China emerged as one of the top importers of U.S. coal in the fourth quarter of 2020, as the country banned Australian coal from entering its territories amid diplomatic tensions.
U.S. coal exports in the three-month period totaled 17.4 million tonnes, down 7.3% year over year but 25.1% higher quarter on quarter, according to data compiled by S&P Global Market Intelligence.
China had the highest gain in coal imports from the U.S. among the top destinations in the fourth quarter of 2020. The Asian country imported 1.0 Mt of coal from the U.S. during the period, representing a 251.8% increase year on year and a 748.2% jump quarter on quarter.
With the unofficial ban on Australian coal in place, Chinese buyers turned to other major producers to maintain operations.
“As Chinese domestic coking coal reserves are depleted, they are experiencing a reduction in quality so need to supplement this coking coal with imported coal to maintain the correct coal quality for steelmaking,” Market Intelligence mining analyst Oliver Woolard said. “Although shipments from Australia dropped, Chinese buyers are shifting the balance to other producers of high quality coking coal with the U.S., Canada and Russia benefitting.”
Other countries in the region offer coking coal of good quality, while only the U.S. has comparable coking coal quality to Australia, Woolard said.
“It is simpler for Chinese buyers to import U.S. coking coal than adapt their processes to accommodate different coking coal quality, hence increasing imports,” Woolard noted.
The ban weighed on seaborne coking coal demand in 2020, according to industry observers including Réal Foley, senior vice president of marketing and logistics with Canadian diversified miner Teck Resources Ltd.
Foley noted that it is unclear when the restriction will be lifted. “In the meantime, what we are seeing and taking advantage of is the price premium for sales into China,” he said during a Feb. 18 earnings call.
Ramaco Resources Inc. founder, executive chairman and CEO Randall Atkins recently said the ban created an arbitrage opportunity, which would “create more pricing positive dynamics” when lifted.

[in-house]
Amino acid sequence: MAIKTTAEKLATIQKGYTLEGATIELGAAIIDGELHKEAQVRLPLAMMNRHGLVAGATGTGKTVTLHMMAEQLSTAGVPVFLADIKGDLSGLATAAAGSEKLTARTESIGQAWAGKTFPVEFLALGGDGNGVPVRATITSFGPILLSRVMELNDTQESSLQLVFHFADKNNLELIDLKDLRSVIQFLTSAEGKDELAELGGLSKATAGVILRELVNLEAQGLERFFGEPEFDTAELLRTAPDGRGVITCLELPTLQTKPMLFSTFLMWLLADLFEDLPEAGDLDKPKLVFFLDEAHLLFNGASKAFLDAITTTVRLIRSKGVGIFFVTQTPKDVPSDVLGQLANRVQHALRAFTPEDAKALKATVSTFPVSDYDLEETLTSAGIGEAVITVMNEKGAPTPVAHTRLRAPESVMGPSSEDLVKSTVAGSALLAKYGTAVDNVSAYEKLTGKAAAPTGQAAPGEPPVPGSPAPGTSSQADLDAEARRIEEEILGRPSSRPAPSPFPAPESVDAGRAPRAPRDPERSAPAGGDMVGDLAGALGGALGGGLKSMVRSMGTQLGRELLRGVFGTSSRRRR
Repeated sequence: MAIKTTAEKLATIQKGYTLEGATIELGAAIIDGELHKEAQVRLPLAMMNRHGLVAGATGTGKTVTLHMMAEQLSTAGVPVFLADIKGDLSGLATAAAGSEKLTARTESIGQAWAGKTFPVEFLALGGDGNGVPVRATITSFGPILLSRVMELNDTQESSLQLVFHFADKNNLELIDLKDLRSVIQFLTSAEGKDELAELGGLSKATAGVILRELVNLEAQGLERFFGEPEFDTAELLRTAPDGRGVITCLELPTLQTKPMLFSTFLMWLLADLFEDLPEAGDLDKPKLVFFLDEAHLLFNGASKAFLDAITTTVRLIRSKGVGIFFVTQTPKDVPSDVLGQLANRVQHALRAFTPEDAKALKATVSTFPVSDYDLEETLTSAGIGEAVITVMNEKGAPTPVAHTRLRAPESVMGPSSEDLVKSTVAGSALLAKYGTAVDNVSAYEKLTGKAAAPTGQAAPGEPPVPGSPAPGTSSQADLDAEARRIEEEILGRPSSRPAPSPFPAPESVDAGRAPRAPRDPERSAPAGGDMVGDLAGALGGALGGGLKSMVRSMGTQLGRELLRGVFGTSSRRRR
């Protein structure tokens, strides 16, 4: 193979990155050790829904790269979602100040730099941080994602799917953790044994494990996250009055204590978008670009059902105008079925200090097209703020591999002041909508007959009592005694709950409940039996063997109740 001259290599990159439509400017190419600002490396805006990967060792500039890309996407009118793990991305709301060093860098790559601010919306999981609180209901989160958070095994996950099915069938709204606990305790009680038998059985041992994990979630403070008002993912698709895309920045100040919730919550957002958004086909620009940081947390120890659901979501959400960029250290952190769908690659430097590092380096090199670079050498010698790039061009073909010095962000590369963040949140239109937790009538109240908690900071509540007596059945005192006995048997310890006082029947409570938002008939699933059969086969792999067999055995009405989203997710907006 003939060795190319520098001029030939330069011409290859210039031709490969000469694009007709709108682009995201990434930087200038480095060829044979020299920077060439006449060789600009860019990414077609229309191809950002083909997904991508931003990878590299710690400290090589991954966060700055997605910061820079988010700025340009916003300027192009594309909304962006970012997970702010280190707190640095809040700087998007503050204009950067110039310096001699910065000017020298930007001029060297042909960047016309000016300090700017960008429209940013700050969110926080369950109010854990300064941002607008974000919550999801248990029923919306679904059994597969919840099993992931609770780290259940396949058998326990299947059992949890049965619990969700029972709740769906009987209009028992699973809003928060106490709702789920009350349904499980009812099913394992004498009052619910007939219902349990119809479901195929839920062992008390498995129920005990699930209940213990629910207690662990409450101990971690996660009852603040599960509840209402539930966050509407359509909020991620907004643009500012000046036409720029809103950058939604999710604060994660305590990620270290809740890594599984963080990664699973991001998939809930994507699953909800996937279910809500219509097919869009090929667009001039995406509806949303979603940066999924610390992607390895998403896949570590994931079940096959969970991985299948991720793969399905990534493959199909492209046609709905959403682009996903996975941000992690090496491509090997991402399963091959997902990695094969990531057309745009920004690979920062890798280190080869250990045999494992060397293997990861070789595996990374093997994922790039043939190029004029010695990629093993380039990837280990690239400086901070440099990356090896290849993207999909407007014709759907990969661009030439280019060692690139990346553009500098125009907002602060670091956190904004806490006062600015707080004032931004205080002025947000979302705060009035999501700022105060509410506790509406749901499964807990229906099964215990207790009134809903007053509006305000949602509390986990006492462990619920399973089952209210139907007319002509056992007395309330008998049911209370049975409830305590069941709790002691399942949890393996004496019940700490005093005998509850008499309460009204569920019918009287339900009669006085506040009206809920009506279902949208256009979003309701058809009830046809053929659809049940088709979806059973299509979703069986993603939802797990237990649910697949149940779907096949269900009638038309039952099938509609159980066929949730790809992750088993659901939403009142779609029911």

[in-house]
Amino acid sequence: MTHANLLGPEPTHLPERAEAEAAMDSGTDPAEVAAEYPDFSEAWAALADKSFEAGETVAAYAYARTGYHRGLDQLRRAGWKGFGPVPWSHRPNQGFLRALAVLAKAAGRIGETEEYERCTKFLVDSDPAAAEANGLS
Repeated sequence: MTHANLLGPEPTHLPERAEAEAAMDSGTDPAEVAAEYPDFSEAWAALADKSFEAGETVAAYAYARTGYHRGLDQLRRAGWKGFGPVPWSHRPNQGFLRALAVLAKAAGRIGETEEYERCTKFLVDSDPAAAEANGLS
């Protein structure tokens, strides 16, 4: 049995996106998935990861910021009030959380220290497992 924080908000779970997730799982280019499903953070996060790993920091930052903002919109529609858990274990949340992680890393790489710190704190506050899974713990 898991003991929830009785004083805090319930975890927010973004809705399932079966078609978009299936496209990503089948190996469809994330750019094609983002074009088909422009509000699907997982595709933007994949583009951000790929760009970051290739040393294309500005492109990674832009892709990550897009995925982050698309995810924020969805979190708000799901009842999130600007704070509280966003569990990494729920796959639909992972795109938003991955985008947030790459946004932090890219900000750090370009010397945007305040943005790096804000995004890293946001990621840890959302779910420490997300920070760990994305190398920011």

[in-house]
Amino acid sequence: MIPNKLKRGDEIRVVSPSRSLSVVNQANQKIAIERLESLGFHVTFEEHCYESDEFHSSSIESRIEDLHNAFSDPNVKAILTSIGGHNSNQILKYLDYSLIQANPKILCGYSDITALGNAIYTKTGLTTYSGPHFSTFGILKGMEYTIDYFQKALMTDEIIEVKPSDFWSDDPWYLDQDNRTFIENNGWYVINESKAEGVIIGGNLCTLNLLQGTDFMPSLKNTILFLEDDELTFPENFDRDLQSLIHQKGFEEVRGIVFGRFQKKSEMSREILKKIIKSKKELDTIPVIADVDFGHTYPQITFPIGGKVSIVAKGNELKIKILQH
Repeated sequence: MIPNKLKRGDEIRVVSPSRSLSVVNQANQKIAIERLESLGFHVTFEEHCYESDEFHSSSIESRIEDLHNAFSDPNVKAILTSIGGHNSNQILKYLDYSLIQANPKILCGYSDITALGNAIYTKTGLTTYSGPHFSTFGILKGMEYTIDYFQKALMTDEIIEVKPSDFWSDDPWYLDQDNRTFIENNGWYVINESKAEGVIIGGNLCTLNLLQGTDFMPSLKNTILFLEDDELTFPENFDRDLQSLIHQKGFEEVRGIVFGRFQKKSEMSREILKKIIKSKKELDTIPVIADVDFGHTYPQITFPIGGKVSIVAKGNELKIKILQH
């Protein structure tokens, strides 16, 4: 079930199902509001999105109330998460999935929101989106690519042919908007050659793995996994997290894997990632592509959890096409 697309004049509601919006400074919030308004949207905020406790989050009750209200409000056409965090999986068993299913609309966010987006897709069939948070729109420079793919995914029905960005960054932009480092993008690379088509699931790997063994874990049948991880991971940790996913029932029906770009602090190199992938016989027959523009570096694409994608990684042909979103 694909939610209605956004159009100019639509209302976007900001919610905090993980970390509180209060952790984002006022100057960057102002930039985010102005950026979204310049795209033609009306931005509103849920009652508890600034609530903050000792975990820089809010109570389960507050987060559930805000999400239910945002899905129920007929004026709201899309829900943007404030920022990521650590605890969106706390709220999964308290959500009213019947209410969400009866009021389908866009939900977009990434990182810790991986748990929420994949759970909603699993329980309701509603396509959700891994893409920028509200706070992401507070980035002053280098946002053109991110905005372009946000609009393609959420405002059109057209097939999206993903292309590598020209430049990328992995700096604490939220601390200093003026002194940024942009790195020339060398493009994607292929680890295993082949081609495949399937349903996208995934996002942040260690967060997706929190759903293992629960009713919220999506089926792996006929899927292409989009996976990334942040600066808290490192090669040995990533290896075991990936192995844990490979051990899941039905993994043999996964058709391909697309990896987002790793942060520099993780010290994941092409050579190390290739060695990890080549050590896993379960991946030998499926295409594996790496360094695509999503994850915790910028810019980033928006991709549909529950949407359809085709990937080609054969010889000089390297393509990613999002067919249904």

“China has embargoed any new Australian coals coming in. And as a result, you’ve got an [arbitrage] that’s gone from $60 to $100, I guess, it’s about $80 today,” Atkins said during a Feb. 19 earnings call. “When that lifts, we believe that there will be not only, of course, a rise in the Australian benchmark, but that will find its way also into a rise on the Atlantic benchmark.”
Dominican Republic was next to China with the highest growth in U.S. coal imports, comprising 502,000 tonnes in the fourth quarter of 2020 for a 115.6% year-on-year increase.
India, the most popular destination for U.S. Coal, recorded deliveries of 3.6 Mt during the three-month period, increasing 55.0% year over year and nearly 70% quarter over quarter.
Executives with Pennsylvania-based producer Consol Energy Inc. recently noted that improving petroleum coke prices were a driver in the increase in coal shipments to the South Asian country.
“On the export front, we have seen several very encouraging trends as the seaborne thermal coal markets have steadily improved since the end of the third quarter of 2020,” President, CEO and Director James Brock said during a Feb. 9 earnings call.
Higher prices have allowed Consol to penetrate other markets in India and elsewhere, according to Robert Braithwaite, the company’s vice president of marketing and sales. “With pet coke prices at four-year highs, we’re now sending some coal into the cement market as well,” Braithwaite said during the call.
U.S. coal shipments decreased year over year for 12 of the top 20 destinations in the final quarter of 2020, with the largest declines recorded by Egypt, Italy, Morocco, South Korea and Germany.